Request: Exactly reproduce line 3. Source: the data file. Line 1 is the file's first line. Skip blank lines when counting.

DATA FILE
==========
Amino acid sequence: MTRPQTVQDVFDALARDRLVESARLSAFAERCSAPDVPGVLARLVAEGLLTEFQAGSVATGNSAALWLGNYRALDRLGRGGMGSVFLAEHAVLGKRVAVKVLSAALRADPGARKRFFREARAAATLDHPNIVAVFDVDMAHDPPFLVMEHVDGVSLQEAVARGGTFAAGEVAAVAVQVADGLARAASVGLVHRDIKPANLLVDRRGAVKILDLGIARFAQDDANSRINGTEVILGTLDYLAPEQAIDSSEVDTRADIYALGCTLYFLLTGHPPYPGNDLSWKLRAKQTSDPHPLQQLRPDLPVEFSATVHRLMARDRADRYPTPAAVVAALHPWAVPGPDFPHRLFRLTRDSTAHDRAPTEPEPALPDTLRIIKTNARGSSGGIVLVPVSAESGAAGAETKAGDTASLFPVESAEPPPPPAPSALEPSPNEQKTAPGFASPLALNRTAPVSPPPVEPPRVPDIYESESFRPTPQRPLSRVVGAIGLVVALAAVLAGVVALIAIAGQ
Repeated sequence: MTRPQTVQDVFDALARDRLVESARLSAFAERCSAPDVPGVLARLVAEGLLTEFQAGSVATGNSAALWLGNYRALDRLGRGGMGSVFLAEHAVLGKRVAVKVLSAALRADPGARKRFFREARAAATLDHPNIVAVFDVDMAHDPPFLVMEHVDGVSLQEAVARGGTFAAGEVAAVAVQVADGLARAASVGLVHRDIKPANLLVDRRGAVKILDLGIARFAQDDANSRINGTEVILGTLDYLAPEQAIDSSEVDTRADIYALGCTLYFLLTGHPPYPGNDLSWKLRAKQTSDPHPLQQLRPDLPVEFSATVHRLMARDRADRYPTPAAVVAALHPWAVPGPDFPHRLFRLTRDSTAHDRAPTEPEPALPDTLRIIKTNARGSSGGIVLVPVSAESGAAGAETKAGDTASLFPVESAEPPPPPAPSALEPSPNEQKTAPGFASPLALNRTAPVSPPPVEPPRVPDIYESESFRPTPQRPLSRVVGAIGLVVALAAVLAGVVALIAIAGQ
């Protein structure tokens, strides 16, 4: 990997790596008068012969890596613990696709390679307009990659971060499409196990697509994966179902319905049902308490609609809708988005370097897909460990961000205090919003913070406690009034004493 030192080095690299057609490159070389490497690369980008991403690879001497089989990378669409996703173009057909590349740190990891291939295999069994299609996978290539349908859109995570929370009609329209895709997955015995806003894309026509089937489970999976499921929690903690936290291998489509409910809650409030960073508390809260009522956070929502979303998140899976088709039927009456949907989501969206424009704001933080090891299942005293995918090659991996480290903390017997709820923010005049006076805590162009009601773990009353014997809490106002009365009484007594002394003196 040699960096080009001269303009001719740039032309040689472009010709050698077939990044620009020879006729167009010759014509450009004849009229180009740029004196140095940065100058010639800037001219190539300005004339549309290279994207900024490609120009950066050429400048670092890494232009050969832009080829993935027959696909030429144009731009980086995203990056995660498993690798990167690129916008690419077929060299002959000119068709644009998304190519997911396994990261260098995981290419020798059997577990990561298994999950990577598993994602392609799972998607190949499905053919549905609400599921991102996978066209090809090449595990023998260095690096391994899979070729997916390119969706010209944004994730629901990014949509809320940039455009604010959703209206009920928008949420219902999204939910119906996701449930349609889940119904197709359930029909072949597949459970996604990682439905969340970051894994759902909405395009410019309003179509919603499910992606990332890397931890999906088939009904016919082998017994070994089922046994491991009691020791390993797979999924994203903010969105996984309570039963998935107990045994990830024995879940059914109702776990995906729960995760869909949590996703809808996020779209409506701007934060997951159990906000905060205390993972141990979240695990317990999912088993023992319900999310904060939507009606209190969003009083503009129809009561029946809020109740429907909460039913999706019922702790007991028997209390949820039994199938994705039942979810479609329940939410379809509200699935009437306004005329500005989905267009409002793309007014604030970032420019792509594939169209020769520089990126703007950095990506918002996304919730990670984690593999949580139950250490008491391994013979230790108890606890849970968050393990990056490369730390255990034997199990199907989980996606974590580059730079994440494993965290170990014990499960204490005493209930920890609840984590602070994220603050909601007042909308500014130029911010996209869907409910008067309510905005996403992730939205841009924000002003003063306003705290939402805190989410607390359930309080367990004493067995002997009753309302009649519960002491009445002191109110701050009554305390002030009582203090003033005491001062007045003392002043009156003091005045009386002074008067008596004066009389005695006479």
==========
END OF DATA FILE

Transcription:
């Protein structure tokens, strides 16, 4: 990997790596008068012969890596613990696709390679307009990659971060499409196990697509994966179902319905049902308490609609809708988005370097897909460990961000205090919003913070406690009034004493 030192080095690299057609490159070389490497690369980008991403690879001497089989990378669409996703173009057909590349740190990891291939295999069994299609996978290539349908859109995570929370009609329209895709997955015995806003894309026509089937489970999976499921929690903690936290291998489509409910809650409030960073508390809260009522956070929502979303998140899976088709039927009456949907989501969206424009704001933080090891299942005293995918090659991996480290903390017997709820923010005049006076805590162009009601773990009353014997809490106002009365009484007594002394003196 040699960096080009001269303009001719740039032309040689472009010709050698077939990044620009020879006729167009010759014509450009004849009229180009740029004196140095940065100058010639800037001219190539300005004339549309290279994207900024490609120009950066050429400048670092890494232009050969832009080829993935027959696909030429144009731009980086995203990056995660498993690798990167690129916008690419077929060299002959000119068709644009998304190519997911396994990261260098995981290419020798059997577990990561298994999950990577598993994602392609799972998607190949499905053919549905609400599921991102996978066209090809090449595990023998260095690096391994899979070729997916390119969706010209944004994730629901990014949509809320940039455009604010959703209206009920928008949420219902999204939910119906996701449930349609889940119904197709359930029909072949597949459970996604990682439905969340970051894994759902909405395009410019309003179509919603499910992606990332890397931890999906088939009904016919082998017994070994089922046994491991009691020791390993797979999924994203903010969105996984309570039963998935107990045994990830024995879940059914109702776990995906729960995760869909949590996703809808996020779209409506701007934060997951159990906000905060205390993972141990979240695990317990999912088993023992319900999310904060939507009606209190969003009083503009129809009561029946809020109740429907909460039913999706019922702790007991028997209390949820039994199938994705039942979810479609329940939410379809509200699935009437306004005329500005989905267009409002793309007014604030970032420019792509594939169209020769520089990126703007950095990506918002996304919730990670984690593999949580139950250490008491391994013979230790108890606890849970968050393990990056490369730390255990034997199990199907989980996606974590580059730079994440494993965290170990014990499960204490005493209930920890609840984590602070994220603050909601007042909308500014130029911010996209869907409910008067309510905005996403992730939205841009924000002003003063306003705290939402805190989410607390359930309080367990004493067995002997009753309302009649519960002491009445002191109110701050009554305390002030009582203090003033005491001062007045003392002043009156003091005045009386002074008067008596004066009389005695006479």